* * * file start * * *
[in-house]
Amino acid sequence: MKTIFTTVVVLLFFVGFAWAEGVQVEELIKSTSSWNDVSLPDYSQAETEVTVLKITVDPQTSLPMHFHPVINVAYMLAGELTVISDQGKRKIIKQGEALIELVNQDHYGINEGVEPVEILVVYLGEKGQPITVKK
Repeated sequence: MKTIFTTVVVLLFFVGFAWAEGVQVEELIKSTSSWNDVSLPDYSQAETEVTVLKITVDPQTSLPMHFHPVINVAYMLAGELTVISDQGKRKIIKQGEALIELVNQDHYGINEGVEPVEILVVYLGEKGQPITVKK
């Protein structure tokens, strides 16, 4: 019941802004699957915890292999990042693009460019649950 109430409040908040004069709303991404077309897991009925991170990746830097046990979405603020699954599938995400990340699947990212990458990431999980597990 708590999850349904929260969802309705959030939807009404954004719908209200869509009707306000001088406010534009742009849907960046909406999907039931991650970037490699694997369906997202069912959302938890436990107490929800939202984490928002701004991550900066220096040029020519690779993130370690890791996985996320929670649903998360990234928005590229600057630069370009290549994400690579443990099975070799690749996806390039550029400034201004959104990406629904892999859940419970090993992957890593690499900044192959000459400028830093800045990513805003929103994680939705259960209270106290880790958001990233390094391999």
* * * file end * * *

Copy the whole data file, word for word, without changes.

[in-house]
Amino acid sequence: MKTIFTTVVVLLFFVGFAWAEGVQVEELIKSTSSWNDVSLPDYSQAETEVTVLKITVDPQTSLPMHFHPVINVAYMLAGELTVISDQGKRKIIKQGEALIELVNQDHYGINEGVEPVEILVVYLGEKGQPITVKK
Repeated sequence: MKTIFTTVVVLLFFVGFAWAEGVQVEELIKSTSSWNDVSLPDYSQAETEVTVLKITVDPQTSLPMHFHPVINVAYMLAGELTVISDQGKRKIIKQGEALIELVNQDHYGINEGVEPVEILVVYLGEKGQPITVKK
């Protein structure tokens, strides 16, 4: 019941802004699957915890292999990042693009460019649950 109430409040908040004069709303991404077309897991009925991170990746830097046990979405603020699954599938995400990340699947990212990458990431999980597990 708590999850349904929260969802309705959030939807009404954004719908209200869509009707306000001088406010534009742009849907960046909406999907039931991650970037490699694997369906997202069912959302938890436990107490929800939202984490928002701004991550900066220096040029020519690779993130370690890791996985996320929670649903998360990234928005590229600057630069370009290549994400690579443990099975070799690749996806390039550029400034201004959104990406629904892999859940419970090993992957890593690499900044192959000459400028830093800045990513805003929103994680939705259960209270106290880790958001990233390094391999």